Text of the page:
Matt Lenz, who directed the touring production of “The Sound of Music” that arrives Tuesday at the Moran Theater for the first of eight shows, is a great admirer of the 1959 musical, the last collaboration between composer Richard Rodgers and lyricist Oscar Hammerstein II, who died nine months after the Broadway premiere.
But Lenz knows the show, which tells the story of Maria Rainer, who takes a job as governess to a large family while she decides whether to become a nun, has its detractors. When the show (which won five Tony Awards, including best musical) opened on Broadway in 1959, New York Herald Tribune critic Walter Kerr wrote that the show “becomes not only too sweet for words but almost too sweet for music.” Christopher Plummer, who played Capt. Georg von Trapp in the 1965 movie (which won five Oscars, including best picture) took to calling it “The Sound of Mucus.”
Yes, Lenz agreed, the show “can be totally done on the surface,” becoming rather saccharine in the process. “You can easily wallow in this sweet, fluffy kind of thing.”
“My particular taste is not saccharine,” Lenz said. “Whatever the project, if I feel it’s overly sentimental, I work against that. With ‘The Sound of Music,’ if you take the time and give it its due, there is an extraordinarily sophisticated story.”
In that story, Maria first falls in love with the seven von Trapp children, then with their stern father. While all this is happening, there is the looming threat of Anschluss, N**i Germany’s annexation of Austria, which could force Capt. von Trapp to serve in Germany’s navy.
On his web site, Lenz writes: “The stories we tell in the theatre matter — they have the power to heal, to change hearts and minds — and at their best they reflect our humanity.”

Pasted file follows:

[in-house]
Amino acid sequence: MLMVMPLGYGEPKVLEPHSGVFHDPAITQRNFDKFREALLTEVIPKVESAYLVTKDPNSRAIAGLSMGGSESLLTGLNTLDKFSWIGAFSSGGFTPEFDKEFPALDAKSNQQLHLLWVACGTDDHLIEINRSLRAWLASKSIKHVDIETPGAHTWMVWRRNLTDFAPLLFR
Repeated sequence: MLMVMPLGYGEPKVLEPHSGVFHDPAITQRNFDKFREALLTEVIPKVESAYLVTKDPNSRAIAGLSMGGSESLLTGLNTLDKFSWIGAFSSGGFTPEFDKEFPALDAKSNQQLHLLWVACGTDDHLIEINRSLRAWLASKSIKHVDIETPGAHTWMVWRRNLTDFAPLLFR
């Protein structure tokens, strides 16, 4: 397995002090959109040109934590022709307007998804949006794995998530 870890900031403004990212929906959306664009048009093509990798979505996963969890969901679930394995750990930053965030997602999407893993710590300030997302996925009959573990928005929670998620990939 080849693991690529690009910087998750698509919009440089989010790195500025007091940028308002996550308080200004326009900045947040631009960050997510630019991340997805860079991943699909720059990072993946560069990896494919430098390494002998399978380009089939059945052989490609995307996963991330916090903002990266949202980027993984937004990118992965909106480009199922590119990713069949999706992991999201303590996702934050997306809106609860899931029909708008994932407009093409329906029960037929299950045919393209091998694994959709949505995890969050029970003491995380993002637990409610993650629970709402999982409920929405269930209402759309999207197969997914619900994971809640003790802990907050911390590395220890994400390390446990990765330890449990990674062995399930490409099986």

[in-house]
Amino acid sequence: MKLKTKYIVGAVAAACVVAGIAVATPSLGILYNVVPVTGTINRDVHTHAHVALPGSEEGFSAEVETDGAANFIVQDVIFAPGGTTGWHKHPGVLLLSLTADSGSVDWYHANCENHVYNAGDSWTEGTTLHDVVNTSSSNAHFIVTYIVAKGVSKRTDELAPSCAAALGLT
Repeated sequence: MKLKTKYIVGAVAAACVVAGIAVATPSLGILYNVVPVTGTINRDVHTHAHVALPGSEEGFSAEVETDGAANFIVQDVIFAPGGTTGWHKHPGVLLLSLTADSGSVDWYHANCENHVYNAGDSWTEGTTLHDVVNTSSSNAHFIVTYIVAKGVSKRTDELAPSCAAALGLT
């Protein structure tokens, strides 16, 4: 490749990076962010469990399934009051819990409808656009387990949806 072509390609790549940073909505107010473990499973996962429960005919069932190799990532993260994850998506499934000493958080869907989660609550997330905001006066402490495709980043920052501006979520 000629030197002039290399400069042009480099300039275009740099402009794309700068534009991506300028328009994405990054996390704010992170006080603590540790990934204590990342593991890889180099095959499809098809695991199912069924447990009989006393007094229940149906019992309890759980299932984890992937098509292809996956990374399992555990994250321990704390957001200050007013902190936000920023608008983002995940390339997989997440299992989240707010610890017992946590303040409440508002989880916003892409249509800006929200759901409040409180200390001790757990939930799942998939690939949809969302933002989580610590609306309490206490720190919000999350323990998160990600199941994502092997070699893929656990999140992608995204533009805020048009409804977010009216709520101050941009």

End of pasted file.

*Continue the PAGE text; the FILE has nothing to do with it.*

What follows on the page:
Asked how “The Sound of Music” reflects humanity, Lenz said: “It covers so much psychologically and spiritually. It’s about religion, politics, romance, family, so much that is deeply, deeply important to us. It’s really about our convictions, our principals and what we’re willing to stand up for. It’s about figuring out what you are meant to do and how to spend your love.”
Most people have never seen the version of “The Sound of Music” that opened on Broadway in 1959 because so many subsequent versions, including the 1965 movie, have cut and rearranged material, Lenz said
“This show is really that original version,” he said. “It’s really worth hearing. This is Rodgers & Hammerstein at the top of their game. It’s so fresh, so vital and it’s all very relevant.”
Lenz originally started work on “The Sound of Music” national tour in September 2015 as associate director, The director was Jack O’Brien, with whom Lenz has frequently worked. That show toured for two years before closing last summer. When the decision was made to recast the show and take it back out on the road, O’Brien was unavailable. So Lenz took over as director for the new production, which opened just after Labor Day in Seattle.
He spoke to the Times-Union by telephone from Fort Lauderdale in mid-October. He does not travel with the show but he does check in every six weeks to see how things are going and make any necessary adjustments. He said he’ll check in again when the show travels to New Haven, Conn., in late November.
Charlie Patton: (904) 359-4413